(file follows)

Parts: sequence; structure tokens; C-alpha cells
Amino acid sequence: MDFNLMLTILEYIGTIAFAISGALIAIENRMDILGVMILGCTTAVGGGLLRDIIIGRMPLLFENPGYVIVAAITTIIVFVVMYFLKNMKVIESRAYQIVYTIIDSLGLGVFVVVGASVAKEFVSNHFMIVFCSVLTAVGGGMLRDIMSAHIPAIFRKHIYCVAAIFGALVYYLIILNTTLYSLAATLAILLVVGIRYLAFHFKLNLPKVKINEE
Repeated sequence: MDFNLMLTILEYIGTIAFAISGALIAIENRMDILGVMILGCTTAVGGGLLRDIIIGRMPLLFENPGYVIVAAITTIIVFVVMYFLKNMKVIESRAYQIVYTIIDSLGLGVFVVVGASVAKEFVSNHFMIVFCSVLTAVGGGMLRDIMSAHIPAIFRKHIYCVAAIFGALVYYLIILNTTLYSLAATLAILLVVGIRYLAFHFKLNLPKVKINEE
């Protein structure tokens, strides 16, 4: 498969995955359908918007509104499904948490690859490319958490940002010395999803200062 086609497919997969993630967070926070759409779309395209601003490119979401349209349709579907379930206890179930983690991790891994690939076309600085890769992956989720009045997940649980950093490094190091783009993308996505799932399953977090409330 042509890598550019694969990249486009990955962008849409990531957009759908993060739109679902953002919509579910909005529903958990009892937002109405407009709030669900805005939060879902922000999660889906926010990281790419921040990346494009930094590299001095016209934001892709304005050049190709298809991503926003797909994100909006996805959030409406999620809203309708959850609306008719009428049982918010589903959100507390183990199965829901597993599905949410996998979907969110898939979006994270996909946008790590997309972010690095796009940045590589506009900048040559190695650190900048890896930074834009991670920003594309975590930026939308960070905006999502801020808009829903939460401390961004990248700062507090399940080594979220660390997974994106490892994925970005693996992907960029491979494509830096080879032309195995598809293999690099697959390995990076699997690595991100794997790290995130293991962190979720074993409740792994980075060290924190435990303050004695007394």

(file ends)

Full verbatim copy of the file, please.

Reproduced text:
Parts: sequence; structure tokens; C-alpha cells
Amino acid sequence: MDFNLMLTILEYIGTIAFAISGALIAIENRMDILGVMILGCTTAVGGGLLRDIIIGRMPLLFENPGYVIVAAITTIIVFVVMYFLKNMKVIESRAYQIVYTIIDSLGLGVFVVVGASVAKEFVSNHFMIVFCSVLTAVGGGMLRDIMSAHIPAIFRKHIYCVAAIFGALVYYLIILNTTLYSLAATLAILLVVGIRYLAFHFKLNLPKVKINEE
Repeated sequence: MDFNLMLTILEYIGTIAFAISGALIAIENRMDILGVMILGCTTAVGGGLLRDIIIGRMPLLFENPGYVIVAAITTIIVFVVMYFLKNMKVIESRAYQIVYTIIDSLGLGVFVVVGASVAKEFVSNHFMIVFCSVLTAVGGGMLRDIMSAHIPAIFRKHIYCVAAIFGALVYYLIILNTTLYSLAATLAILLVVGIRYLAFHFKLNLPKVKINEE
């Protein structure tokens, strides 16, 4: 498969995955359908918007509104499904948490690859490319958490940002010395999803200062 086609497919997969993630967070926070759409779309395209601003490119979401349209349709579907379930206890179930983690991790891994690939076309600085890769992956989720009045997940649980950093490094190091783009993308996505799932399953977090409330 042509890598550019694969990249486009990955962008849409990531957009759908993060739109679902953002919509579910909005529903958990009892937002109405407009709030669900805005939060879902922000999660889906926010990281790419921040990346494009930094590299001095016209934001892709304005050049190709298809991503926003797909994100909006996805959030409406999620809203309708959850609306008719009428049982918010589903959100507390183990199965829901597993599905949410996998979907969110898939979006994270996909946008790590997309972010690095796009940045590589506009900048040559190695650190900048890896930074834009991670920003594309975590930026939308960070905006999502801020808009829903939460401390961004990248700062507090399940080594979220660390997974994106490892994925970005693996992907960029491979494509830096080879032309195995598809293999690099697959390995990076699997690595991100794997790290995130293991962190979720074993409740792994980075060290924190435990303050004695007394």